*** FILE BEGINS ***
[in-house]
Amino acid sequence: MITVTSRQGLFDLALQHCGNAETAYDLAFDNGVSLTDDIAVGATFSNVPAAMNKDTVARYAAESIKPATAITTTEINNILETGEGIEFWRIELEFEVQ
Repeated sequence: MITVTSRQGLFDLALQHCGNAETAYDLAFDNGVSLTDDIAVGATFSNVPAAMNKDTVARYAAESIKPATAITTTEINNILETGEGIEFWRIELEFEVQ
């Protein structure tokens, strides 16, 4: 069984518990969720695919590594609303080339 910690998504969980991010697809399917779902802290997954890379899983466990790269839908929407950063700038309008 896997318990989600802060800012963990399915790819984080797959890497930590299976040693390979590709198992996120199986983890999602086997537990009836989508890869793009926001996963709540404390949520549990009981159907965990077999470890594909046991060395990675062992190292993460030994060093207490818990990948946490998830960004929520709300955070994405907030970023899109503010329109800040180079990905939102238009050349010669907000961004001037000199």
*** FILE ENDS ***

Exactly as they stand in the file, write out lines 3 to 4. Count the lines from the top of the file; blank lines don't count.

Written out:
Repeated sequence: MITVTSRQGLFDLALQHCGNAETAYDLAFDNGVSLTDDIAVGATFSNVPAAMNKDTVARYAAESIKPATAITTTEINNILETGEGIEFWRIELEFEVQ
């Protein structure tokens, strides 16, 4: 069984518990969720695919590594609303080339 910690998504969980991010697809399917779902802290997954890379899983466990790269839908929407950063700038309008 896997318990989600802060800012963990399915790819984080797959890497930590299976040693390979590709198992996120199986983890999602086997537990009836989508890869793009926001996963709540404390949520549990009981159907965990077999470890594909046991060395990675062992190292993460030994060093207490818990990948946490998830960004929520709300955070994405907030970023899109503010329109800040180079990905939102238009050349010669907000961004001037000199």